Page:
Meanderings of a Minister


Desperate Times Call For Desperate Measures, Part I
April 11, 2013, 8:23 pm
Filed under: Articles | Tags: , , , , , ,

24 Hours

Desperate times often call for desperate measures, but the funny thing about it is, when you are truly desperate, the measures don’t seem all that desperate. Take, for instance, the story of the three pigs. This is a story many of us grew up listening to. The story goes that the three pigs’ mother tells them to go out and live on their own. They leave home together and decide the first thing they need to do is build shelter. The first pig builds his house out of straw because he does not want his play interrupted. The second pig builds his house out of sticks because he only wants to go to minimal work so he can get on with play. The third pig (probably the oldest if it is like many families) goes to all of the efforts needed to build a house that will stand the test of time and attack. The big, bad wolf comes along and, to make the story shorter, blows down the first pig’s house and then the second pig’s house and then attempts to blow down the third house, but cannot. He climbs the roof and drops down the chimney into a pot of boiling water and runs out of the house never to return. The moral of the story is that it takes work to receive the benefits we would like to have.
This is a principle that is given in the Bible over and over. In the Christian life, there is a challenge we all face that comes from the tension between how much we are supposed to do and how God is supposed to do. This is actually a false dichotomy, because God is the one “who is at work in you, both to will and to work for his good pleasure.” (Philippians 2:13, NASB) The reason we find a dichotomy here is that we forget the part about working for His good pleasure. This does not mean that we work to gain His acceptance, but as believers, we work BECAUSE we’re accepted. We work because we are loved. We work because we are part of God’s family and that means we have some responsibilities to carry out. Guests don’t work, the family does.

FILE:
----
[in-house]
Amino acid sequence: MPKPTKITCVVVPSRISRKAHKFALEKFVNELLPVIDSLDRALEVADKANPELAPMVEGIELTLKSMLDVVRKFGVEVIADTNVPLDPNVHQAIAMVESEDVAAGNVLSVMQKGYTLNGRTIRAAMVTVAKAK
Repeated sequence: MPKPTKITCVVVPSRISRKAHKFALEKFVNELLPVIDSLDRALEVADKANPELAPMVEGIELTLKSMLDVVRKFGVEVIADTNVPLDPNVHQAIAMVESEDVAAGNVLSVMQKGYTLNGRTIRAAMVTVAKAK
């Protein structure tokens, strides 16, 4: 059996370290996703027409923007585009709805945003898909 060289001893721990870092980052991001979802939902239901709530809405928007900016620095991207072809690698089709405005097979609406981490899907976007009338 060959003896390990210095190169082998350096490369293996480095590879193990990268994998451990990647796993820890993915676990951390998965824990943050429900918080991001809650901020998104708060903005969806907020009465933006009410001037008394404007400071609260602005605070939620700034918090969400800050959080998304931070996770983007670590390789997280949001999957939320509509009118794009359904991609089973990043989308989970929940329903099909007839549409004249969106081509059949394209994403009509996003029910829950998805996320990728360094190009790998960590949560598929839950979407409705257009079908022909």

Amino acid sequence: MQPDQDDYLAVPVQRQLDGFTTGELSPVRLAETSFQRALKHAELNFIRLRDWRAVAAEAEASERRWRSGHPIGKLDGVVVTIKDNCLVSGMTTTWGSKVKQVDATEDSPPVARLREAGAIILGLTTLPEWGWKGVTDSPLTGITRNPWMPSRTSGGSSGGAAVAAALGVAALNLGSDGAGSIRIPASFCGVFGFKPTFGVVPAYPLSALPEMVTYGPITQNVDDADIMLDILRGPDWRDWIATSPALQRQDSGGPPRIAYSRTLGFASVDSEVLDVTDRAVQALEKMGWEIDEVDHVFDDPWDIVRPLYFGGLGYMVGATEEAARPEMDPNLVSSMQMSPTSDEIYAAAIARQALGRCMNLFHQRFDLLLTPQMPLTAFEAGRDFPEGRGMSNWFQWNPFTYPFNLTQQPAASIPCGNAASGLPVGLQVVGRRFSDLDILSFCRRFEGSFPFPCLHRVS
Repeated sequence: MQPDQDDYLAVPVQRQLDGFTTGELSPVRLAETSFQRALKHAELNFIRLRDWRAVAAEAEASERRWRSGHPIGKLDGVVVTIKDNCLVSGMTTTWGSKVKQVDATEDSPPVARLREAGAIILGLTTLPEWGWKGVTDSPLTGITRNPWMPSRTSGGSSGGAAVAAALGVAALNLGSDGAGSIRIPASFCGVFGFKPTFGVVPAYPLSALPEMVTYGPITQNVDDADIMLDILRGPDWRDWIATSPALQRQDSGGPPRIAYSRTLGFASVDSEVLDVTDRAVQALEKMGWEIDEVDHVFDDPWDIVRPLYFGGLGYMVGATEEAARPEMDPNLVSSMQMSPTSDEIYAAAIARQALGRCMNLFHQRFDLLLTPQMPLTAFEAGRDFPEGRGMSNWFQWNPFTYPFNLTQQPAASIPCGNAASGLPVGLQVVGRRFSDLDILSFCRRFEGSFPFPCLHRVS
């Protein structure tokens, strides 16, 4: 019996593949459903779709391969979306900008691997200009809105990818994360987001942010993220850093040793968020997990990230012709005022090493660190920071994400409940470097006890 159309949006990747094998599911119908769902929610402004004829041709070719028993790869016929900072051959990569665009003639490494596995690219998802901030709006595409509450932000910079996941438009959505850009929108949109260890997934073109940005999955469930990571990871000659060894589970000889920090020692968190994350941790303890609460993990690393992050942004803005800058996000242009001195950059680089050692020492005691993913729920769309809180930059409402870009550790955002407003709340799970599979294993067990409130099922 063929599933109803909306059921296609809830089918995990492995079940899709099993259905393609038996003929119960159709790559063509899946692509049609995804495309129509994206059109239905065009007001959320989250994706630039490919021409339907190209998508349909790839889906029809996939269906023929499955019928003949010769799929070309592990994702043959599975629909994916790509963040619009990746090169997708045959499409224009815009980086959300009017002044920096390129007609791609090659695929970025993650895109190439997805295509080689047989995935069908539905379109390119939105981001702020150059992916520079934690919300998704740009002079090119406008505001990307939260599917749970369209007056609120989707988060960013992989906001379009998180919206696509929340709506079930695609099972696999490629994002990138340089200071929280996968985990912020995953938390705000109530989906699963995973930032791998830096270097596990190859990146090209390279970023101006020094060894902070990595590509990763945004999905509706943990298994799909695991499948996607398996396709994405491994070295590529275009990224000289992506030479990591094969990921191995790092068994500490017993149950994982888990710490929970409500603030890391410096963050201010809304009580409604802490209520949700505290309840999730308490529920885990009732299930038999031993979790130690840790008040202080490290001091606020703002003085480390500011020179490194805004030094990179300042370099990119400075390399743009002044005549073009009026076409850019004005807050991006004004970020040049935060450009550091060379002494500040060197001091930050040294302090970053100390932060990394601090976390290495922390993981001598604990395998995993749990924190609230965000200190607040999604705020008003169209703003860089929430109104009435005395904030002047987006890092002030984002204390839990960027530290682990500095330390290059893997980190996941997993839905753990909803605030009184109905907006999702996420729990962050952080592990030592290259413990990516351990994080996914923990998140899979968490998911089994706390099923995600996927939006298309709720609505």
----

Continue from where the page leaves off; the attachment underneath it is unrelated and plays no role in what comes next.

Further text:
I realize it might still seem difficult to grasp the concept that we sometimes have to work to receive God’s blessing, but let me say it plainer. We don’t work to manipulate God into blessing us. Rather, God wants to bring a blessing into our lives, but we have to be ready for it to come. For instance, if your family dropped by for a visit at dinner time, you would consider that a blessing, but if you did not know they were coming, and had not prepared any food for them, had no money to go out to eat, or even weren’t home when they came by, you would miss the blessing of their visit. It is the same many times with the blessings God brings to our lives. He brings us to a church service where we here the Bible proclaimed, but we did not prepare ourselves before we got there, so we walk out and wonder if it meant anything at all. We missed a blessing.
In 2 Kings 3-4, we see the Israelites faced with an invading army that wanted them dead. They mustered their troops, went out to fight, but ran out of water. They were praying for a blessing of water so they could carry on their campaign and fight. They sent for Elisha and he told them God was going to not only give them water, but was going to deliver them from the army as well. Their part was to dig the valley full of trenches. They had a choice. They could prepare for the blessing and receive it or choose their own path and miss it. We often see this pattern of preparation, blessing, and then enjoying the benefits of God’s blessing. This should lead us to ask ourselves, “What blessings would God like to give us that He is waiting for us to do the work He has already laid on our hearts to do?”

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